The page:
Georgia Democrats' success in 2022 could hinge on the suburbs Whether Democrats can hold onto the Georgia suburbs may come down to candidate quality, shifting demographics and whether voters are more discouraged by inflation or abortion restrictions.

Suburbs delivered recent wins for Georgia Democrats. This year, they're up for grabs

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Early voting is now underway in Georgia. And last night, Republican Governor Brian Kemp and his Democratic challenger, Stacey Abrams, met on a debate stage in Atlanta. The race is a rematch of 2018 when Kemp narrowly beat Abrams. Sam Gringlas of WABE in Atlanta has been following this race. He's also been traveling around the state and talking to voters and the candidates. Sam, let's start with the debate. How'd it go?

SAM GRINGLAS, BYLINE: Well, Kemp and Abrams have basically been each other's archnemesis for over four years now, but they also really know the ins and outs of state government. So overall, it was pretty substantive and, at times, kind of wonky. Kemp touted his economic record, emphasizing pay raises for teachers and tax refunds. Abrams criticized Kemp for laws he signed restricting abortion and loosening gun rules. And that dynamic kind of mirrors the push-pull between how swing voters are weighing the economy and thorny social issues like abortion.

MARTINEZ: And a lot of those swing votes are in Atlanta suburbs among the most contested political battlegrounds in the country. And they used to be Republican strongholds not that long ago. How's that been changing?

GRINGLAS: Well, you just need to look at 2020. Suburban voters helped propel Joe Biden in Georgia and in other states. But the question now is whether Democrats carry the suburbs again once Trump isn't in the picture as much to motivate voters who were kind of repelled by him. I've spent the last few weeks scoping out suburban farmers markets, parks, even athletic fields. And I want to introduce you to some of the voters I met. The first is Adam Pye. I chatted with him, his wife and their dog, Penny (ph), while they were relaxing on the town green in the upscale city of Alpharetta.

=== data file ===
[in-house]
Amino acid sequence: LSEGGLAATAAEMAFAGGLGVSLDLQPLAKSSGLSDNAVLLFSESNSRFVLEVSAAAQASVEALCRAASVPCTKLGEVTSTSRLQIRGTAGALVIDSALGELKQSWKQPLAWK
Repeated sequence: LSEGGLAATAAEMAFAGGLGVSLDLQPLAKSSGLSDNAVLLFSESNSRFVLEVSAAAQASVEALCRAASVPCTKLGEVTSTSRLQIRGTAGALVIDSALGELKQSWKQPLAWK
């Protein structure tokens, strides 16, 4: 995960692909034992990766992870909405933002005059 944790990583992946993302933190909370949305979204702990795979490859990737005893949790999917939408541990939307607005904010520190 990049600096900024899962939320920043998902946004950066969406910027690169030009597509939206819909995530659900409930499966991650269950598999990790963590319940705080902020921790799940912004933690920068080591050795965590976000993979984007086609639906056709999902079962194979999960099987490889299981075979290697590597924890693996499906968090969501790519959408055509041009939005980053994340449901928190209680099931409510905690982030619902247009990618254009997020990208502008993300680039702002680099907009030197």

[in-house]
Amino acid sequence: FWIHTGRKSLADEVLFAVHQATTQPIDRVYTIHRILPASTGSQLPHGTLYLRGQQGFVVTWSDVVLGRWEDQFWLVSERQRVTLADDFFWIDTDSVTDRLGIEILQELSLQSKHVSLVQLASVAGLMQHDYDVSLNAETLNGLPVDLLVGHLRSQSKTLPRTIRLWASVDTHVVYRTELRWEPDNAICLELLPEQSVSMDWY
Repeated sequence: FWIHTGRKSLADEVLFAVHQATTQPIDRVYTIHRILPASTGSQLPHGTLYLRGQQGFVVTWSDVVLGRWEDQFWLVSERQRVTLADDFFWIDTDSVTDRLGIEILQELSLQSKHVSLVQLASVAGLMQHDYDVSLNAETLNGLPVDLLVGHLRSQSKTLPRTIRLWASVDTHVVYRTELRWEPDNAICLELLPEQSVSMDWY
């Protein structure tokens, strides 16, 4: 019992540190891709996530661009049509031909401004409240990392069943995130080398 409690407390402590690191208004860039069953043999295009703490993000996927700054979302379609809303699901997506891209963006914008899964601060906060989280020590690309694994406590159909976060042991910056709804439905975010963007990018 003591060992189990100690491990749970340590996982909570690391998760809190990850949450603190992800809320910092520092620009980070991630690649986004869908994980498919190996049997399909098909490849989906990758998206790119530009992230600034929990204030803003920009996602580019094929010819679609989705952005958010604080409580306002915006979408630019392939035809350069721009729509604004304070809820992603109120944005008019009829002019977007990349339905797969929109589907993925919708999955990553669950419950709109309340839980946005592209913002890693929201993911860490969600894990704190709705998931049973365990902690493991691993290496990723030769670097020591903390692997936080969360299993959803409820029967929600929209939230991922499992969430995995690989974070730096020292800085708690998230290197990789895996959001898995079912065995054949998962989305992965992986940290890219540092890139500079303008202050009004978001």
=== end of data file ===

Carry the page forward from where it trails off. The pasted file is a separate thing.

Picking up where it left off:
ADAM PYE: Neither party satisfies me, but I'll probably end up voting for the Democrats down the ticket - not something I normally do, but because of all the MAGA stuff, that's a - kind of a deal-breaker for me.

GRINGLAS: Kemp and Abrams are competing for independent voters like Pye and Breanna Clinton, who's watching her grandkids frolic at the nearby splash pad.

BREANNA CLINTON: I think inflation is something that'll come and go. The abortion thing is here to stay. And...

GRINGLAS: Democrats hope enough voters will think about the abortion debate that way, too. Republicans, though, think inflation will work in their favor. But the suburbs aren't simply blown one way or another by the cycle's political winds.

NIKKI SAMET: A lot of people are transplants, for sure, from all over the place.

GRINGLAS: Nikki Samet moved to Alpharetta a year ago from California. She has a new baby girl strapped to her chest. Samet is one of a million new residents who have arrived in Georgia over the last decade, many of them people of color settling in Atlanta's suburbs.

SAMET: And our community that we hang out with is definitely more diverse and open-minded.

GRINGLAS: Democrats often talk about demographics as destiny in Georgia, but the political climate and individual candidates matter, too.


UNIDENTIFIED SPORTS ANNOUNCER: Georgia's reporting as 44.

GRINGLAS: Across the green, Krista Wagner is sipping a frozen wine, watching the University of Georgia football game on a big outdoor screen. Wagner voted for Trump in 2016 and then Biden in 2020.

KRISTA WAGNER: With somebody saying there's an election that was stolen before the election even happens, I really voted my conscience on that.